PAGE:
Can kids really get a fair shake when they’re applying to college?
That’s the question posed to our own Bright Horizons Vice President Beth Heaton on Good Morning America.
Who can blame parents for asking? The odds of a child getting into that dream school seem pretty long on a good day. Today, in the wake of the admissions scandal heard ‘round the world, the deck feels positively stacked – against.
Disheartening as the news is, it’s not as hopeless as it feels. “We’re talking about such a small number,” Beth, who works on our education and college advising benefit told GMA.
As a former admissions officer at University of Pennsylvania, Beth has perspective, having thoughtfully read thousands of applications. “It’s notable as of right now no admissions people have been implicated,” she said. “And I know that my former colleagues and I certainly took our mission very seriously, about reading every application and taking in that student’s experience and really trying to advocate for them."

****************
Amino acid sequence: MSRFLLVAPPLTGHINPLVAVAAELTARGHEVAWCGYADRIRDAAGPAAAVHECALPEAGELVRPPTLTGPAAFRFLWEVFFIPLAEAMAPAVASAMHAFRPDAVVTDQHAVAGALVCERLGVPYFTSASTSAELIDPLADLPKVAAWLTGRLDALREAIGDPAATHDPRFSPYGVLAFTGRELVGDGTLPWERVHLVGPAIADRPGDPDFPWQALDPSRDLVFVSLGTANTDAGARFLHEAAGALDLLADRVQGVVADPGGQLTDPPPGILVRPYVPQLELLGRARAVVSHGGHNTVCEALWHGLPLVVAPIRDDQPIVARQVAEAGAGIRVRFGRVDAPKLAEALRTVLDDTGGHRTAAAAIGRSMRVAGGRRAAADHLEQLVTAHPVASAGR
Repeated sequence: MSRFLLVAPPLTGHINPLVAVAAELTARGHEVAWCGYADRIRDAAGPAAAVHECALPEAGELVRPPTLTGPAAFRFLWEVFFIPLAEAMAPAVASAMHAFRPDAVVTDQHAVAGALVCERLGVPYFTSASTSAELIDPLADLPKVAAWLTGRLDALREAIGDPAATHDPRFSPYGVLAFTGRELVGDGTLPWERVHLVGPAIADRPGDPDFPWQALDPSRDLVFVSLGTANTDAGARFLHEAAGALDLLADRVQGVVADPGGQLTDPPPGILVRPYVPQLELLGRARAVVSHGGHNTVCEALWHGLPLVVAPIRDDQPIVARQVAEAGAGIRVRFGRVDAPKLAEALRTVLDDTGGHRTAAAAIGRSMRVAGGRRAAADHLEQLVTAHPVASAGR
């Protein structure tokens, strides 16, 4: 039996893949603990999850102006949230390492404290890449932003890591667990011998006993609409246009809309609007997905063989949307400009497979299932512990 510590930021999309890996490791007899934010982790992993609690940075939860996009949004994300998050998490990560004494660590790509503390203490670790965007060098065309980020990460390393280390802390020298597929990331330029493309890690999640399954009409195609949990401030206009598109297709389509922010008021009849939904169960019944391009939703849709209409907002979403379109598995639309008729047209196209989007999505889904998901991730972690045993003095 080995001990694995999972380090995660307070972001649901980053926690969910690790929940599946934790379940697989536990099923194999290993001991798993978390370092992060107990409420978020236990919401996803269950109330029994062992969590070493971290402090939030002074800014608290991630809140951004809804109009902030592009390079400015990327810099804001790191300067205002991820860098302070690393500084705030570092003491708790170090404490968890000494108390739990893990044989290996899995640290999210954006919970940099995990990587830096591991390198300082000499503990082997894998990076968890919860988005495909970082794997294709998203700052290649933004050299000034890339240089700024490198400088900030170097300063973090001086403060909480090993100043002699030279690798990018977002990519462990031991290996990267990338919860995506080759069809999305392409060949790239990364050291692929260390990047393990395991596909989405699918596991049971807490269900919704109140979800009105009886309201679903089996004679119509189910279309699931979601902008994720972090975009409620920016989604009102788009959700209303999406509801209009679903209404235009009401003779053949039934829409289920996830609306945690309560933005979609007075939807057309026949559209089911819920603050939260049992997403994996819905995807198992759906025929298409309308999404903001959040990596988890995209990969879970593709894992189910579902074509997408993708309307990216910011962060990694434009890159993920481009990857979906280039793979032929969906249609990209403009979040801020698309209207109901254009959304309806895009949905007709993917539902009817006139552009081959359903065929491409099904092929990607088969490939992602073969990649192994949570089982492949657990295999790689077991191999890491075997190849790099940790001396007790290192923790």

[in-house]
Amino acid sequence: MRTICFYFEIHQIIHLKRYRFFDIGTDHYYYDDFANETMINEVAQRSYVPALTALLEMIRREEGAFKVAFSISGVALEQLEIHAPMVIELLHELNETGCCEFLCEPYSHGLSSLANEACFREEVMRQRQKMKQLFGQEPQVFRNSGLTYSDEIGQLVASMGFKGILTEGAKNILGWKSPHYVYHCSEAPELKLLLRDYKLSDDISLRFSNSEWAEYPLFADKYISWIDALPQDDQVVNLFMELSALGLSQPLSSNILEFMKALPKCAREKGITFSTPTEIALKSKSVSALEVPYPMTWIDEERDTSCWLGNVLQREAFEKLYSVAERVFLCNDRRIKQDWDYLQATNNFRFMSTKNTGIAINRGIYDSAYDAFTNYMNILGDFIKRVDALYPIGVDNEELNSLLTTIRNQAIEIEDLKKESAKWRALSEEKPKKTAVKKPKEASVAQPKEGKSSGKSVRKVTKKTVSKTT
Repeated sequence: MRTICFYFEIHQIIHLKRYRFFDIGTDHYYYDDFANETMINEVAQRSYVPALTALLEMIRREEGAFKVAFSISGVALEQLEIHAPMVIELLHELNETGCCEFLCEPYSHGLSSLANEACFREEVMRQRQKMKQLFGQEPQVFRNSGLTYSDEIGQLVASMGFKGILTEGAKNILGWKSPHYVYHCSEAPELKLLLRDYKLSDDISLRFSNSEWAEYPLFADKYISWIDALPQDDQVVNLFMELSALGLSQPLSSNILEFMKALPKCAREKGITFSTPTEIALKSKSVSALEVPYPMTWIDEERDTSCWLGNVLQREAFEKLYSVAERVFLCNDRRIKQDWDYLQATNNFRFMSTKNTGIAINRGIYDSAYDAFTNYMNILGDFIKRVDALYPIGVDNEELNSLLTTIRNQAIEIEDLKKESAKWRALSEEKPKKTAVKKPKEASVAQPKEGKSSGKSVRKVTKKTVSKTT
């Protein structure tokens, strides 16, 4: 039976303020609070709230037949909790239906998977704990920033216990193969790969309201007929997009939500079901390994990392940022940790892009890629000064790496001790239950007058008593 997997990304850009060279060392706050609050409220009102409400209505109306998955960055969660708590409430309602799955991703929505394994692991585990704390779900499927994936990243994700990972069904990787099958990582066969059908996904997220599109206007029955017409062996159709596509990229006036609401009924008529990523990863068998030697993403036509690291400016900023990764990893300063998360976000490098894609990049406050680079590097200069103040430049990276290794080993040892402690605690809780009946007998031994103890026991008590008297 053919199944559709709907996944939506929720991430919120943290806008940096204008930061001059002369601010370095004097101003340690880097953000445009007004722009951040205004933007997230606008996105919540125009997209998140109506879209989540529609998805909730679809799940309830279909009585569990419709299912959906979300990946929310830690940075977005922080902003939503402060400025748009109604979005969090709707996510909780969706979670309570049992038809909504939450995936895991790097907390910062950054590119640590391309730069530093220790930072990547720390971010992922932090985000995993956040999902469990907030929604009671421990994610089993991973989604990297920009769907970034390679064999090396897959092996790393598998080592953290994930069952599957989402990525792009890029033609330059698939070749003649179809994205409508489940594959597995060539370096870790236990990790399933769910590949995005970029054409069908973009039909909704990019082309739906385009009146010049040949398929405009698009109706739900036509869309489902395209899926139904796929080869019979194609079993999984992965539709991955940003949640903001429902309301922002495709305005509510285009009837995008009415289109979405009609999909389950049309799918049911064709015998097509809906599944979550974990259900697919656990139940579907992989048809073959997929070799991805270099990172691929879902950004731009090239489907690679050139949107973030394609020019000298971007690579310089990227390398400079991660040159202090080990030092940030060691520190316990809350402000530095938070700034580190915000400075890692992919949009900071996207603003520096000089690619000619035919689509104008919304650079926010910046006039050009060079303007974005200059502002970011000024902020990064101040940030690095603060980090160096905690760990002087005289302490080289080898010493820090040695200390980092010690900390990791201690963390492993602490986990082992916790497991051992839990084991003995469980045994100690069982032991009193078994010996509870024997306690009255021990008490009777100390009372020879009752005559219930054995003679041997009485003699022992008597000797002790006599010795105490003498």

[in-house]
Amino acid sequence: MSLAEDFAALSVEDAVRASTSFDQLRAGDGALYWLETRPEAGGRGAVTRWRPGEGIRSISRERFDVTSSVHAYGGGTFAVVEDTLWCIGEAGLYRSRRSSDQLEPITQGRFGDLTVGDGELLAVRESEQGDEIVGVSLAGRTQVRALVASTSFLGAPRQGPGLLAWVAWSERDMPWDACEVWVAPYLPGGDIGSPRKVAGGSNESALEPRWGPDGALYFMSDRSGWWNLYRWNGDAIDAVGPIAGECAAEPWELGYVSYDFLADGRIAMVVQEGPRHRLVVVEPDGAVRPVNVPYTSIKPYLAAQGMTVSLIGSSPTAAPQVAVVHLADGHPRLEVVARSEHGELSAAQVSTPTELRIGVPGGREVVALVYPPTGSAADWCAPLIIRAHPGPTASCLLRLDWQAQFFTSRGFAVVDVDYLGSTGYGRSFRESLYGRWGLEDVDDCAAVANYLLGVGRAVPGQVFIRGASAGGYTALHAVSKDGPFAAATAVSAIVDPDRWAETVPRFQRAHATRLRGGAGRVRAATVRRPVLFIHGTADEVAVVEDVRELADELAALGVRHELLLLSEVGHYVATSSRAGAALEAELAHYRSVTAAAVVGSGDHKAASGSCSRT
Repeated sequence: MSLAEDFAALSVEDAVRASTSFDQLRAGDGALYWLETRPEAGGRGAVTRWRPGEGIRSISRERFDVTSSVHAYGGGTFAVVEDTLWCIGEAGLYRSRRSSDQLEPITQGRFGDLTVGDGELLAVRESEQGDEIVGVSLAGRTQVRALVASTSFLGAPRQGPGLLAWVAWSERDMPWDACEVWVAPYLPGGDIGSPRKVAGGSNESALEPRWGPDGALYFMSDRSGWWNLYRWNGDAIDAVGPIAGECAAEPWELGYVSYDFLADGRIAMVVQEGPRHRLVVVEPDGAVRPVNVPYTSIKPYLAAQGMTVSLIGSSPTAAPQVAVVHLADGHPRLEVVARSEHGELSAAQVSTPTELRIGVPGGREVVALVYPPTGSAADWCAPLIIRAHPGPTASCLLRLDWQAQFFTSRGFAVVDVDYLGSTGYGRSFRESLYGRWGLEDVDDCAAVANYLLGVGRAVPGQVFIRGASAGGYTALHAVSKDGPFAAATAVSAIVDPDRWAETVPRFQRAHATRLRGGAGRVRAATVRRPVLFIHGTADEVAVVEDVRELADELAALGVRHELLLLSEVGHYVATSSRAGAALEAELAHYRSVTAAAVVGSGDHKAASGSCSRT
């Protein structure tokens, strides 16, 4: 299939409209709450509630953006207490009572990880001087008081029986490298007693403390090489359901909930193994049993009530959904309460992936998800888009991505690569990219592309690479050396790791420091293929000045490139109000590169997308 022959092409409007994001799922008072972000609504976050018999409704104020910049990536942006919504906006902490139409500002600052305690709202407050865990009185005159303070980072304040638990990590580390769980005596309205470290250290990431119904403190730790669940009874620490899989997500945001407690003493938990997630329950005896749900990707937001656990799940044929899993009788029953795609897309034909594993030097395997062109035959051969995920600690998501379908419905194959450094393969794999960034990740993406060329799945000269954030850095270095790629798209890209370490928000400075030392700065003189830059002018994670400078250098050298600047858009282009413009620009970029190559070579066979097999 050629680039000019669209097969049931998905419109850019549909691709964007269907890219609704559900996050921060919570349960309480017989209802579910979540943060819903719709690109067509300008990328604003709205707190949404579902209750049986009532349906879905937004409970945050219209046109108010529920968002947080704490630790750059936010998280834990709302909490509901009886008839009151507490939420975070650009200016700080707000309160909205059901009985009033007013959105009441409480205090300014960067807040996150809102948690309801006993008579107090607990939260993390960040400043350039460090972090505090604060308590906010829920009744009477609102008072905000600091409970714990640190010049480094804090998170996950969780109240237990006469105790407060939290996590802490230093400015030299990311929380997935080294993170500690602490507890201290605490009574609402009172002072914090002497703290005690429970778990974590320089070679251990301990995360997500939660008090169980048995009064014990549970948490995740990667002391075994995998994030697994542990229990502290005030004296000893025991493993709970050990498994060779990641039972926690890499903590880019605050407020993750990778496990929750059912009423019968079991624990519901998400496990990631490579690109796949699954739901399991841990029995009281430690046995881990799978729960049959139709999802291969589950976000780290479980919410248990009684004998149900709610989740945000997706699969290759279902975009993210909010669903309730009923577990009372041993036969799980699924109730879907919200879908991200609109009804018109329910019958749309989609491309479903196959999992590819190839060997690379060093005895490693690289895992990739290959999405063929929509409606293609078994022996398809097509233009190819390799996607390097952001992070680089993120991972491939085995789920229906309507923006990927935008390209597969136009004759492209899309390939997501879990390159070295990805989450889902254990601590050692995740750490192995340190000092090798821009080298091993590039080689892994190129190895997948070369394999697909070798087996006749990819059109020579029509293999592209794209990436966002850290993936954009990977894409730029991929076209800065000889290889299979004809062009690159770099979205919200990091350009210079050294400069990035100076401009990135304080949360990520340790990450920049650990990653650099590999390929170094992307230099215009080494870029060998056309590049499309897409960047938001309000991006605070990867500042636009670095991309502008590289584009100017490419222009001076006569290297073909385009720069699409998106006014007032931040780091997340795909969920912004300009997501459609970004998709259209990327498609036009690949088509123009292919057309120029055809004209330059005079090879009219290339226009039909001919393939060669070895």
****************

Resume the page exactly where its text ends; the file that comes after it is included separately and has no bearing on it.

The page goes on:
“In admissions, you look for reasons to admit,” she said. “And I don’t think that’s changed.“
Still, families without the wherewithal for private help (the legal kind, as another GMA guest put it… without bribery) can be forgiven for feeling doubtful, and at a disadvantage. In the best of circumstances, questions about essays and extra-curricular activities loom large. Parents aren’t just worried about having the right answer – they’re also worried the wrong answer will mess things up. It’s one of the reasons Forbes called corporate-sponsored admissions help, “The best employee benefit that you are likely not getting.”
“There are companies that offer what we’re doing as a free benefit,” said Beth of Bright Horizons’ employer-sponsored educational advising. The program operates right through the company portal and includes a team of former admissions officers who answer employee questions, provide one-on-one guidance, and even review essays – all free to employees.
“Everyone is stressed about planning for college, and not sure when they need to worry or start thinking about it,” said one parent who used it. “The customized timeline takes the guesswork out of it.”
Watch the whole GMA interview, here.